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The punishments are in for Ryan Lochte and the other three U.S. swimmers from the Rio Olympic gas-station incident.

Lochte, as previously reported, is suspended through June 30 of next year and excluded from the 2017 World Championships in July.

Gunnar BentzJack Conger and Jimmy Feigen are banned for four months each, through the end of 2016.

The announcements were made by the U.S. Olympic Committee and USA Swimming.

The suspensions were “due to violations of each organization’s code of conduct.”

“We accept the decision as believe it is in everyone’s best interest to move forward,” Lochte’s attorney said, according to USA Today. “Ryan is grateful to be a member of the U.S. Olympic Team and USA Swimming. He recognizes his lapse in judgment, and is looking forward to continuing his training, volunteer work with kids, and resuming his swimming career next year with an eye toward representing his country at the 2020 Olympic games in Japan.

“That said, in my opinion, while the collective sanctions appear to be harsh when considering what actually happened that day – Ryan did not commit a crime, he did not put the public safety at risk, and he did not cheat in his sport – we will leave it to others to evaluate the appropriateness of the penalties.”

VIDEO: Rowdy Gaines comments on Lochte suspension

Lochte’s ban means he won’t be able to compete at a world championships or an Olympics until 2019, the summer he turns 35 years old.

Lochte, a 12-time Olympic medalist, said after the incident but before the suspension announcement that he planned to continue swimming. He lost sponsors, including Speedo, but then added new ones. Lochte is currently busy training for Dancing with the Stars, with the season premiere Monday.

Lochte’s ban is four months longer than the suspension Michael Phelps received after his September 2014 DUI arrest, though Phelps also missed the 2015 World Championships.

Lochte missing the 2017 Worlds in Budapest, Hungary, dents any hope he had of breaking Phelps’ record of 33 world championships medals. Lochte owns 27 worlds medals, second all time, and had competed in the last six worlds in a row.

Given his 2016, Lochte is far from a lock to qualify for the first major international meet after his suspension ends — the 2018 Pan Pacific Championships in Tokyo.

Lochte struggled at this summer’s Olympic Trials and Olympics. While slowed with a groin injury, Lochte made the U.S. Olympic team in one individual event, the 200m individual medley, after making the team in four individual events each in 2008 and 2012.

In Rio, Lochte finished fifth in the 200m IM and earned gold with the 4x200m free relay.

From Thursday’s press release:

Applicable to Ryan Lochte:

1. Suspended from domestic and international USA Swimming national team competitions for 10 months (through June 30, 2017), including the 2017 National Championships, which renders him ineligible for the 2017 FINA World Championships.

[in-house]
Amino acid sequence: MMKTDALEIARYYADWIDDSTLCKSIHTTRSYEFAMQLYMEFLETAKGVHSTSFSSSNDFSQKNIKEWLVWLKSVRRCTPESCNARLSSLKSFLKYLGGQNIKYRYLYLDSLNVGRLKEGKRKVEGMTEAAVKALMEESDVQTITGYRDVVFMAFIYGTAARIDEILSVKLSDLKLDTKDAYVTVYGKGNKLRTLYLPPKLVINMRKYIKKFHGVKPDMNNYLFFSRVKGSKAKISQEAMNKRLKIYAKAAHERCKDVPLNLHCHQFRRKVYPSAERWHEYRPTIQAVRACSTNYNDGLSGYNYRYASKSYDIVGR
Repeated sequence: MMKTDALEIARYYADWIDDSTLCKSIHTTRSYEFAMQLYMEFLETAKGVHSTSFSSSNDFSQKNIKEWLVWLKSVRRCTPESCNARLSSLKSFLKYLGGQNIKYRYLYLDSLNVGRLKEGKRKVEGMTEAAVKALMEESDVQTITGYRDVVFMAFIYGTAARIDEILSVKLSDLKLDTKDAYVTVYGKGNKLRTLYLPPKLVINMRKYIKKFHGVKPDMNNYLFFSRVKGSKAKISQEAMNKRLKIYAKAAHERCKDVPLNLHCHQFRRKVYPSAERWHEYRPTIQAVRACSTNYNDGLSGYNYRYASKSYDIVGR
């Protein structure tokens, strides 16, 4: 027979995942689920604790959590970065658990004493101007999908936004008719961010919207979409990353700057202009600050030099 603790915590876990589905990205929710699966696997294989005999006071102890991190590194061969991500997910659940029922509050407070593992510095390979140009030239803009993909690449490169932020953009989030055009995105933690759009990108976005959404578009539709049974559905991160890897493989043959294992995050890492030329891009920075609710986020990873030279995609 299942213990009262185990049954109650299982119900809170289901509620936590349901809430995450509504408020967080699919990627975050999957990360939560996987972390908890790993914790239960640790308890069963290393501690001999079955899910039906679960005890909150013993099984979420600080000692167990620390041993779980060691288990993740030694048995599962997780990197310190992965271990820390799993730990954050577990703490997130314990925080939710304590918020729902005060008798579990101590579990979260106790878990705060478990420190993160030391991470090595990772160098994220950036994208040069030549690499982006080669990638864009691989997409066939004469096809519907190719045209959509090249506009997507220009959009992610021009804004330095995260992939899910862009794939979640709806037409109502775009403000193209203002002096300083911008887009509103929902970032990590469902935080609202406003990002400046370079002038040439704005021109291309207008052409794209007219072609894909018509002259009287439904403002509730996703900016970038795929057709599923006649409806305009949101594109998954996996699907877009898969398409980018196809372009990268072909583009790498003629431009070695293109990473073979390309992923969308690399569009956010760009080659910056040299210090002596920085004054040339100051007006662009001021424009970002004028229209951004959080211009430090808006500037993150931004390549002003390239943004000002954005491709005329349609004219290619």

2. During the suspension, no monthly stipend from USA Swimming or the USOC.
3. During the suspension, no direct support or access to training centers or other facilities of the USOC.
4. Forfeits all USOC and USA Swimming medal funding for his gold medal at the 2016 Olympic Games.
5. Will perform 20 hours of community service.
6. Not permitted to join Team USA for its White House visit in connection with the Rio 2016 Games.
7. Not permitted to attend USA Swimming’s annual “Golden Goggles” event in 2016.

Applicable to Gunnar Bentz, Jack Conger and James Feigen:

1. Suspended from domestic and international USA Swimming national team competitions for four months (through Dec. 31, 2016).
2. During the suspension, no monthly stipend from USA Swimming or the USOC.
3. During the suspension, no direct support or access to training centers or other facilities of the USOC.
4. Not permitted to join Team USA for its White House visit in connection with the Rio 2016 Games.
5. Not permitted to attend USA Swimming’s annual “Golden Goggles” event in 2016.

Further applicable to Gunnar Bentz due to violating a USA Swimming Olympic Village curfew rule placed on athletes under the age of 21:

1. Will perform 10 hours of community service.

“As we have said previously, the behavior of these athletes was not acceptable. It unfairly maligned our hosts and diverted attention away from the historic achievements of Team USA,” said USOC CEO Scott Blackmun. “Each of the athletes has accepted responsibility for his actions and accepted the appropriate sanctions. We look forward to focusing our energy on the Paralympic Games and the incredible men and women representing our country in Rio.”

“During an otherwise extraordinary Olympic Games, a small group of athletes had lapses in judgement and conduct that are unacceptable and not consistent with our expectations. When Code of Conduct infractions occur, it’s our responsibility to take action that reflects the seriousness of what happened,” USA Swimming Executive Director Chuck Wielgus said. “Unfortunately, this storyline took attention away from the athletes who deserved it the most. These athletes took accountability for their mistakes and are committed to represent themselves and our country with the great character and distinction we expect.”

The sanctions take effect immediately.